I agree completely with Chad. Whether or not direct arm work is necessary/beneficial is largely dependent on the overall volume of one’s protocol. For instance, when doing GVT with chins, I think that adding a separate day for elbow flexors would be absurd. Likewise, 100 reps of bench presses would certainly tax the elbow extensors sufficiently (just imagine if direct delt work was included).
On the other hand, I do see the need for direct arm work with lower volume programs, even if it is just 2-3 sets after the compound selections. This is not to say, however, that direct arm work cannot be compound (e.g. dips and CG bench presses).
I’ve certainly never lost any arm size by leaving out direct arm work (while doing other compound movements). I definitely think direct arm work has its place in specializiation programs, or programs with lower volume that you can afford to sacrifice more of your recovery to such a small muscle group.
I don’t think direct arm work is worthless. You are going to work your arms a lot though when you work your shoulders, back, and chest. Now if your arms are underdeveloped or greater development is key to your personal symetry I’d do some isolation.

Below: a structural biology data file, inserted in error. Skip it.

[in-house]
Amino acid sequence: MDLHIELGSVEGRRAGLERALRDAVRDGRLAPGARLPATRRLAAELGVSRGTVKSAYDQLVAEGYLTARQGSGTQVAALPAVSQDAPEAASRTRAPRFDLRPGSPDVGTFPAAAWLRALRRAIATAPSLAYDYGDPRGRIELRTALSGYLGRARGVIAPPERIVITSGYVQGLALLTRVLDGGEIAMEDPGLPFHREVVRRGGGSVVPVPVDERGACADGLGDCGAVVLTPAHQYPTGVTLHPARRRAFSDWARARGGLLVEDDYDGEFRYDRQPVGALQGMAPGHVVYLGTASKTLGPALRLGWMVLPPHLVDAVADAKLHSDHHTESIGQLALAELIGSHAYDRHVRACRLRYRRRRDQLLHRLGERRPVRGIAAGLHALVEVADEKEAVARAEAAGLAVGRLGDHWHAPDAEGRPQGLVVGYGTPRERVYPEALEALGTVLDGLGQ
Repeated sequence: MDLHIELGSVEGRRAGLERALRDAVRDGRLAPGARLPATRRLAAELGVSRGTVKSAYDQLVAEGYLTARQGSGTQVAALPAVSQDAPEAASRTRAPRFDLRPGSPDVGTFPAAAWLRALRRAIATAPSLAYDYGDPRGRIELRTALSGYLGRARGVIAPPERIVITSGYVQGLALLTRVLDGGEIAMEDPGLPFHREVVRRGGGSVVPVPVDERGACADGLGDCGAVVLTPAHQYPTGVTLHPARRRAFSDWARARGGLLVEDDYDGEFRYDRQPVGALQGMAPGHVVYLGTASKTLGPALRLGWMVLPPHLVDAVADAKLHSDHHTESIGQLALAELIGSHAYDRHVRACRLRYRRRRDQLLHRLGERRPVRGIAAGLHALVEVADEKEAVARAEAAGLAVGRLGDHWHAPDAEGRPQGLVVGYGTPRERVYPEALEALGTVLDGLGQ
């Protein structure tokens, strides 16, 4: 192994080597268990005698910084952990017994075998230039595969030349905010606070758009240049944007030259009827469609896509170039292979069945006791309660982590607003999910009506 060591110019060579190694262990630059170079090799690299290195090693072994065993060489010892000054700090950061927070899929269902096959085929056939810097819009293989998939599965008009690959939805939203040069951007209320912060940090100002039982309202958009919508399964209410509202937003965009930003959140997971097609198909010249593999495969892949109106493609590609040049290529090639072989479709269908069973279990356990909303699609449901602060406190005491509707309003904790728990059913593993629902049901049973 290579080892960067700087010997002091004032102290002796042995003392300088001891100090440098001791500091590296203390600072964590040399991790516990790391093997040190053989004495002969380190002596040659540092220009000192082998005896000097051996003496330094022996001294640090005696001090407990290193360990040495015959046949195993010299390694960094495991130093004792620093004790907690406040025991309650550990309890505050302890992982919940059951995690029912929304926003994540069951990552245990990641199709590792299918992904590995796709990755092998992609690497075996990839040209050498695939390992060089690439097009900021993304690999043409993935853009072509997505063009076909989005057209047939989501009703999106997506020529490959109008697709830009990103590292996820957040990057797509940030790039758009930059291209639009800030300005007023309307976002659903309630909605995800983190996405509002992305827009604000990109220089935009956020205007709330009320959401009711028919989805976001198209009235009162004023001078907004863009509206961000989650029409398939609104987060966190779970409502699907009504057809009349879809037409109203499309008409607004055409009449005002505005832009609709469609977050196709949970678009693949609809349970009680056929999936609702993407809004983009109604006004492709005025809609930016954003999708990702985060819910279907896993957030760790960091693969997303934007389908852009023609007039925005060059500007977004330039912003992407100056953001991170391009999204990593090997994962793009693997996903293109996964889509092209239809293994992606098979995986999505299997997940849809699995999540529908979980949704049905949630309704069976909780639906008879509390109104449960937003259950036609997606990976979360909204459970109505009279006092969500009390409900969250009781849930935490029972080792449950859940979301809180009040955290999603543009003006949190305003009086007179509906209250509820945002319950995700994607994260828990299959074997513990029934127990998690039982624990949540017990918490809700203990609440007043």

I agree with Seenyore Cres-say. Depends on the rest of one’s program.
My upper arm size is anywhere from .5 to 1 full inch larger when performing isolation exercises for arms…I mean come on, do you know of any bodybuilder (natural or not) who does no direct work for bi’s and tri’s? Granted, not everyone on here is a bodybuilder, but this applies to anyone who wants big…or bigger…upper arms.
this program is excellent for overall development. It is simple and effective. It’s a basic push pull technique which will make for very efficient workouts. Considering that rest periods are kept to 60 seconds, an increase in fat loss and endurance strength should occur. The fact that isolated arm movements are not included does not bother me one bit because i know the specifiied compound movements include the arms and delts because i’ve done this type of routine in the past. laters pk
So many factors to consider. Yes, ultimately it comes down to what your training routine looks like (compound movements vs. iso). Then there is the individual and the particular build that they have. Specific goals can alter this as well.
But we do know this much as FACT:
There is no question that compound movements DO contribute to over-all arm development.
Eric Cressey is very right. Just like everything in the weightlifting world- it depends on the person, their goals, the program they are on and a whole bunch of other stuff.
I think what happens when people see a program with out direct arm work is they freak out and think their arms are going to shrink. When in actuality if you are a big direct arm work type of person your arms could use the ‘rest.’